Truck guys and gals love modifying our trucks, or at least think about suspension lifts, new wheels, tires, and more. Getting a new wheel and tire package can truly transform the look and capability of your truck. There are also many issues that have to do with modifications. Larger wheel/tire diameter can cause the tires to rub when turning or off-roading. A taller tire may also make the truck less stable and higher speeds.
Our friends at American Trucks have put together this guide to selecting the correct wheel offset for best results.
The off-set is basically where the wheel mounting surface is in relation to the center line of the wheel. There can be positive or negative off-set. In other words, your wheel can either be tucked in under the fender or pushed further out (or “poking out”) to make a wider track.
The wheel off-set choice also matters when choosing various tire widths. If you are looking to get a wider tire than what was on your truck from the factory, then a slightly wider track may help.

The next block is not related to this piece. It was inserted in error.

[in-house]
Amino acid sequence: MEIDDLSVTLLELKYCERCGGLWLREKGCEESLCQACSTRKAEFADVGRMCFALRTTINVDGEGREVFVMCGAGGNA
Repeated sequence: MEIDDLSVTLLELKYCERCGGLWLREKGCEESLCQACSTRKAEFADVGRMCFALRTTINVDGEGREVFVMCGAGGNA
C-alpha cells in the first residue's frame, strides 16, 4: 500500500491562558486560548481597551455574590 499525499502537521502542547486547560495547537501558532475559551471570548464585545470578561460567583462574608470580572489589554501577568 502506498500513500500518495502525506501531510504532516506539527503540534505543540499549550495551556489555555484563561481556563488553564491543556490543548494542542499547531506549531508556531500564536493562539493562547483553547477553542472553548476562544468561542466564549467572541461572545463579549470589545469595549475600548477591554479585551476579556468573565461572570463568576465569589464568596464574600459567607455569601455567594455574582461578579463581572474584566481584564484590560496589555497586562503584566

There are cases when you want a flush tire fitment (when the wheel/tire match the width of the stock fenders). This can be done with just the right about of offset. A stock wheel fitment is usually the one when the tires is tucked in inside the width of the fender. When you introduce negative offset, that’s how you can get those wheels to poke out. One thing to keep in mind, there are regulations on how much of “uncovered” tires can stick out past the fender. It’s also a big bummer when your tires are flinging mud and rocks down the side of your truck or at vehicles behind you.
Check out the Wheel Offset Guide for more details.